Vserver With Vlan

I do not really write the best tutorials. But, I found so little information about how to do this so I felt obligated, to share with whoever my notes on the subject.

I have a vlan setup on cisco cat4000 IOS v12.2. All the vlans have been created on the cisco VTP master, which also handles all routing. Except for maybe 2 devices that do NAT.
I have several ranges of ip numbers, of different classes.

What I want to do is to use the vserver setup with access to all the vlan existing on the cisco VTP master. My reason for doing this is to for example have all dhcp service on guest servers, for different networks. I also want to have a LTSP server, serving rdesktop clients. I’d like to put the 2 machines that are doing NAT up as vserver guests. It will make my setup at my work much cleaner, and my life much easier. Nobody of course at my work knows this except me. They don’t know how exhausting it can be to …… .. … . . (the rest of this dramatic outlet has been cut out to not cast a shadow on these notes).

For all servers I use strictly debian, to my knowledge everything else just isn’t worth knowing. For my desktop computer I use Ubuntu, I like Ubuntu and Ubuntu likes me.

Along with vserver, a support for vlan has to be compiled into the kernel, I trust you know how so I will not dwell on this.

To make all the vlans available to the vserver, I configure the cisco interface in the following manner.

interface GigabitEthernet2/2
switchport trunk encapsulation dot1q
switchport mode trunk

You do not need to use this specific interface, do whatever suits you the best.

In some cases you may want to only allow certain vlans to trunk through to the vserver, this you can do by adding

switchport trunk allowed vlan 2,10,20,45,200

to the trunking interface.

Get the vlan package with the wonderful command apt-get install vlan .

This package will include the tool vconfig that you will not have to use at all.

You can of course give the vlan part a test by running vconfig add eth0 20 , or whatever vlan existing on your VTP master, except maybe vlan 1.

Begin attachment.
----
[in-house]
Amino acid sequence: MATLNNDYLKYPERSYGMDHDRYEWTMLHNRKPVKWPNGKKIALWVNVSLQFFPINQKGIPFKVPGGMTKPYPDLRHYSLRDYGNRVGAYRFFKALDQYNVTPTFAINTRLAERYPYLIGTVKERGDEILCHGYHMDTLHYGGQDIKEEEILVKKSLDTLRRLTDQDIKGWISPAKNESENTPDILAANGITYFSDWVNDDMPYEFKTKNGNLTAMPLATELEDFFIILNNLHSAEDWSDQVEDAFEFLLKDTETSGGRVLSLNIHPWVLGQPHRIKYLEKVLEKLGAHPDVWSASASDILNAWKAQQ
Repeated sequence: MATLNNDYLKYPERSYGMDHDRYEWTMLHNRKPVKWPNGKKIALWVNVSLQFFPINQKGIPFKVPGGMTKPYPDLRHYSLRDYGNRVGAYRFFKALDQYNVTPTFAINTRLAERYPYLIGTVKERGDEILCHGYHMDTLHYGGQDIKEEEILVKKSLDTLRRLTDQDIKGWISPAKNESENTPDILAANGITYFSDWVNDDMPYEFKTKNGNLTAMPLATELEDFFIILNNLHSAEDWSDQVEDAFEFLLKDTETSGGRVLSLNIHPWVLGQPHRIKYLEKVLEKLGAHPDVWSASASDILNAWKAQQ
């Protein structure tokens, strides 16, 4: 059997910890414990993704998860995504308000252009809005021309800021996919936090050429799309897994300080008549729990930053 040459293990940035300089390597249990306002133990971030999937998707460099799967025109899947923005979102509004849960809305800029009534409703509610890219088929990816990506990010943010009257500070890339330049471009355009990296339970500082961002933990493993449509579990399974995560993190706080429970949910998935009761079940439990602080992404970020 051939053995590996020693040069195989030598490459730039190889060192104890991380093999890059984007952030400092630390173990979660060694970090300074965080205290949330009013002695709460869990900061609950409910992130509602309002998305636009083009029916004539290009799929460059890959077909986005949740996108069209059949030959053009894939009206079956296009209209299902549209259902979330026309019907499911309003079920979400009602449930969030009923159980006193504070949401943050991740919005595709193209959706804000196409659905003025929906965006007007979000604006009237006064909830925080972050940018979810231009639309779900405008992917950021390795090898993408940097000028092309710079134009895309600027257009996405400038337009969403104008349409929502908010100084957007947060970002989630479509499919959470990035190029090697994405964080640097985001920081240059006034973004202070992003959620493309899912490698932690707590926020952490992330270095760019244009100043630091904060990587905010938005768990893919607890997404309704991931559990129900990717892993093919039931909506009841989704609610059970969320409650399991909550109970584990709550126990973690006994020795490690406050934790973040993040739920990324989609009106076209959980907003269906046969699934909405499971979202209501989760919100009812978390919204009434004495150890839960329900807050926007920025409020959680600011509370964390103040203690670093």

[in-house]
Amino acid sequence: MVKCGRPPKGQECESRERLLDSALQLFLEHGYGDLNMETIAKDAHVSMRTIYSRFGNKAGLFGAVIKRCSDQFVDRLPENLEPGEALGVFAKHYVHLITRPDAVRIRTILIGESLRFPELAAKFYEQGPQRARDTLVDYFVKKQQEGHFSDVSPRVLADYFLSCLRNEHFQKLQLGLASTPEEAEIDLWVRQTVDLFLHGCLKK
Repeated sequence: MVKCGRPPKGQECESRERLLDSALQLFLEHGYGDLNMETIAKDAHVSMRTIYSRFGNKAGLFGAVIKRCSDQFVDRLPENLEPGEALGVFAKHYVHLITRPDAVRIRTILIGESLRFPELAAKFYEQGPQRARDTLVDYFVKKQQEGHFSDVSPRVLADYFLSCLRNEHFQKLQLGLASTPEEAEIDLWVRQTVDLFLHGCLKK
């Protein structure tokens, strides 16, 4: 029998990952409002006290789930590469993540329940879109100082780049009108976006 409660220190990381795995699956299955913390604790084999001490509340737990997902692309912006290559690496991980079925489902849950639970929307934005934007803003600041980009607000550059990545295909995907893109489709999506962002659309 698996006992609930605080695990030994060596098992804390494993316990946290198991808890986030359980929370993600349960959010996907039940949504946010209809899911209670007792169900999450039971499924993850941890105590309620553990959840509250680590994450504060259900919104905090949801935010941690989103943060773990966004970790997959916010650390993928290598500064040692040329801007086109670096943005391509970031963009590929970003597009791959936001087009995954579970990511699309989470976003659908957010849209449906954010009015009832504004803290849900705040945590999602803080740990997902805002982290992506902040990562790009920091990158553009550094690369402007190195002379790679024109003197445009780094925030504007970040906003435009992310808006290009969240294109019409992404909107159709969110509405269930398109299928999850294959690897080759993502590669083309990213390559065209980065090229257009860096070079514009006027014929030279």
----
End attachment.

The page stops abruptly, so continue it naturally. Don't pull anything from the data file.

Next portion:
If everything is well with your vlan setup, you should see in the continuation:
Added VLAN with VID == 20 to IF -:eth0:-

With that done you can bring up the interface without it existing in /etc/network/interfaces, with the ifconfig command. It will behave in every respect as any physical interface.

We will not use vconfig, we will on the other hand map all desired vlans in /etc/network/interfaces.

This we will do as follows:

auto lo
iface lo inet loopback

auto eth0 vlan2 vlan10 vlan20

# iface eth has to be up with no ip number

iface eth0 inet static
vlan_raw_device eth0

iface vlan2 inet static
vlan_raw_device eth0

iface vlan10 inet static
vlan_raw_device eth0

iface vlan20 inet static
vlan_raw_device eth0

These of course are only examples, I don’t even use the real ip addresses. It should though give an idea of how to do this.

You may think this is enough, but it isn’t.
This variety of ip ranges, and gateways, do not work by default because on a debian box rp_filter is enabled by default. When the rp_filter is enabled(1), the kernel will discard all packets whose
source IP address does not match the route to the interface the
packet was received on.

To disable the rp_filter( a.k.a spoofprotect ), you put the following line in /etc/network/options spoofprotect=no, if the options file does not exist, create it. Run /etc/init.d/networking restart to reconfigure the network.

All the networks defined should now work.

Check your setup with ifconfig.

Try pinging with each interface ping -I vlan10 for example and etc.

Now you set up a vserver guest on whatever vlan interface, there is a newvserver script located in /usr/sbin

I made a copy for every vlan, newvserver.vlan10, etc.

Change the interface to work on line to the appropriate vlan.

newvserver.vlan10 –hostname ltsproject –domain –ip

Have fun

update Feb 06 2006
networking and mask settings
It is extremely important to set the mask for every single host. I created severe problems on the network by using the default mask settings. ifconfig does not display this so I suggest the iproute package, including the lovable tool ip addr, use it to give you detailed information about your interfaces.
The mask is set in the following manner echo > /etc/vservers/vserver-name/interfaces/0/mask.
You can also use a file called prefix and set the subnet there, for example echo 24 > /etc/vservers/vserver-name/interfaces/0/prefix

Using the vserver command to create a new vserver.
vserver ltsp build \
-n ltsp \
–hostname \
–interface vlan10: \
-m debootstrap — -d sarge